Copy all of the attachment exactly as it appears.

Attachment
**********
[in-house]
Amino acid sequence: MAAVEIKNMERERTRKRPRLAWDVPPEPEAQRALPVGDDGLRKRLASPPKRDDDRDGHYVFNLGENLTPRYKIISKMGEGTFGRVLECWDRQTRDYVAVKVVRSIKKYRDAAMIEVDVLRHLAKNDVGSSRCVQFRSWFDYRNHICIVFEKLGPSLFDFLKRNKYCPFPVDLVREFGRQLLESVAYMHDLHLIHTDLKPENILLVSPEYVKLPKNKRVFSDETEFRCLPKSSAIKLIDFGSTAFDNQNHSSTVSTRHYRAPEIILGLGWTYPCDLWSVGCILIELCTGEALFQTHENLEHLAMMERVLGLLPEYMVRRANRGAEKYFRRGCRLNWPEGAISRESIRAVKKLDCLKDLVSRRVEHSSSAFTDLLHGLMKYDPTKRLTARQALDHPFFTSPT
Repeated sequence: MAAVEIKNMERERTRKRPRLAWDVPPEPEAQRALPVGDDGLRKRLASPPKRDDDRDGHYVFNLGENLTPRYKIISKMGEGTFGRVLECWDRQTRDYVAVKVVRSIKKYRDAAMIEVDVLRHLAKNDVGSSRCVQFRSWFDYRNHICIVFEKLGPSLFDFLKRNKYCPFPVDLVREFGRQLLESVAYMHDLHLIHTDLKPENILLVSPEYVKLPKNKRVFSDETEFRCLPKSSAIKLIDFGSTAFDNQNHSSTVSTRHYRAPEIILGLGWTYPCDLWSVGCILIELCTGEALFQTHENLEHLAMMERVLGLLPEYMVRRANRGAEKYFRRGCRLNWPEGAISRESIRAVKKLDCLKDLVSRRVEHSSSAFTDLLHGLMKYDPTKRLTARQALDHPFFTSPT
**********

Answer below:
[in-house]
Amino acid sequence: MAAVEIKNMERERTRKRPRLAWDVPPEPEAQRALPVGDDGLRKRLASPPKRDDDRDGHYVFNLGENLTPRYKIISKMGEGTFGRVLECWDRQTRDYVAVKVVRSIKKYRDAAMIEVDVLRHLAKNDVGSSRCVQFRSWFDYRNHICIVFEKLGPSLFDFLKRNKYCPFPVDLVREFGRQLLESVAYMHDLHLIHTDLKPENILLVSPEYVKLPKNKRVFSDETEFRCLPKSSAIKLIDFGSTAFDNQNHSSTVSTRHYRAPEIILGLGWTYPCDLWSVGCILIELCTGEALFQTHENLEHLAMMERVLGLLPEYMVRRANRGAEKYFRRGCRLNWPEGAISRESIRAVKKLDCLKDLVSRRVEHSSSAFTDLLHGLMKYDPTKRLTARQALDHPFFTSPT
Repeated sequence: MAAVEIKNMERERTRKRPRLAWDVPPEPEAQRALPVGDDGLRKRLASPPKRDDDRDGHYVFNLGENLTPRYKIISKMGEGTFGRVLECWDRQTRDYVAVKVVRSIKKYRDAAMIEVDVLRHLAKNDVGSSRCVQFRSWFDYRNHICIVFEKLGPSLFDFLKRNKYCPFPVDLVREFGRQLLESVAYMHDLHLIHTDLKPENILLVSPEYVKLPKNKRVFSDETEFRCLPKSSAIKLIDFGSTAFDNQNHSSTVSTRHYRAPEIILGLGWTYPCDLWSVGCILIELCTGEALFQTHENLEHLAMMERVLGLLPEYMVRRANRGAEKYFRRGCRLNWPEGAISRESIRAVKKLDCLKDLVSRRVEHSSSAFTDLLHGLMKYDPTKRLTARQALDHPFFTSPT